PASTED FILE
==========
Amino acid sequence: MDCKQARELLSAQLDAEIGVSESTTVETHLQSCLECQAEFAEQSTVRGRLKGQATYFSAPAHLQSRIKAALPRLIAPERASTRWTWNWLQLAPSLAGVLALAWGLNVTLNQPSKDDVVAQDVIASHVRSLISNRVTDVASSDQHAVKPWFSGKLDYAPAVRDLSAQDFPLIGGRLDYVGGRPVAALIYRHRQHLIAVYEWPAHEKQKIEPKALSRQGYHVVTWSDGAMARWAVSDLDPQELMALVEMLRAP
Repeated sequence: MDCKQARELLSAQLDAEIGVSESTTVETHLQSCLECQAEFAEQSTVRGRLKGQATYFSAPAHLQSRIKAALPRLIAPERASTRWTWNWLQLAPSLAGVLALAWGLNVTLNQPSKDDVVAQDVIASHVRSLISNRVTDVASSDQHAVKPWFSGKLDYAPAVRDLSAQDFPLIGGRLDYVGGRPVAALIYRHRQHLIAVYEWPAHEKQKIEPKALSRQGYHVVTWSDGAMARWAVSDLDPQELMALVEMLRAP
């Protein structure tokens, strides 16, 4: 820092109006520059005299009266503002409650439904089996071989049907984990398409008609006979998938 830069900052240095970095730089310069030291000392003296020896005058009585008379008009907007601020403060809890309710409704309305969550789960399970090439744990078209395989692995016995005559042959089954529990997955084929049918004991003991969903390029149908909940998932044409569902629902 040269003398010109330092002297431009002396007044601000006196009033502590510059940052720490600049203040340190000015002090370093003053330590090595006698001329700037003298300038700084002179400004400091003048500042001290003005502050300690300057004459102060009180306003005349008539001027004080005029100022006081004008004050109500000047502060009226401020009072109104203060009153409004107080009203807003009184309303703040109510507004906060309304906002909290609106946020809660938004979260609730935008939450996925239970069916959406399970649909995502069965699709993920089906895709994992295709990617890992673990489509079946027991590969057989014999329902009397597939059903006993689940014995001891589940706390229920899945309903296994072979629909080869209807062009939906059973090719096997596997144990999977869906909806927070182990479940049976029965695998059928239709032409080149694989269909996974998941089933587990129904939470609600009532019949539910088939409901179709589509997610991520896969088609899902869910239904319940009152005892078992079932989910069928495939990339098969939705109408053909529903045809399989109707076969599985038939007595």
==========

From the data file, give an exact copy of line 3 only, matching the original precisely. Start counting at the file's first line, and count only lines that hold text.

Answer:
């Protein structure tokens, strides 16, 4: 820092109006520059005299009266503002409650439904089996071989049907984990398409008609006979998938 830069900052240095970095730089310069030291000392003296020896005058009585008379008009907007601020403060809890309710409704309305969550789960399970090439744990078209395989692995016995005559042959089954529990997955084929049918004991003991969903390029149908909940998932044409569902629902 040269003398010109330092002297431009002396007044601000006196009033502590510059940052720490600049203040340190000015002090370093003053330590090595006698001329700037003298300038700084002179400004400091003048500042001290003005502050300690300057004459102060009180306003005349008539001027004080005029100022006081004008004050109500000047502060009226401020009072109104203060009153409004107080009203807003009184309303703040109510507004906060309304906002909290609106946020809660938004979260609730935008939450996925239970069916959406399970649909995502069965699709993920089906895709994992295709990617890992673990489509079946027991590969057989014999329902009397597939059903006993689940014995001891589940706390229920899945309903296994072979629909080869209807062009939906059973090719096997596997144990999977869906909806927070182990479940049976029965695998059928239709032409080149694989269909996974998941089933587990129904939470609600009532019949539910088939409901179709589509997610991520896969088609899902869910239904319940009152005892078992079932989910069928495939990339098969939705109408053909529903045809399989109707076969599985038939007595």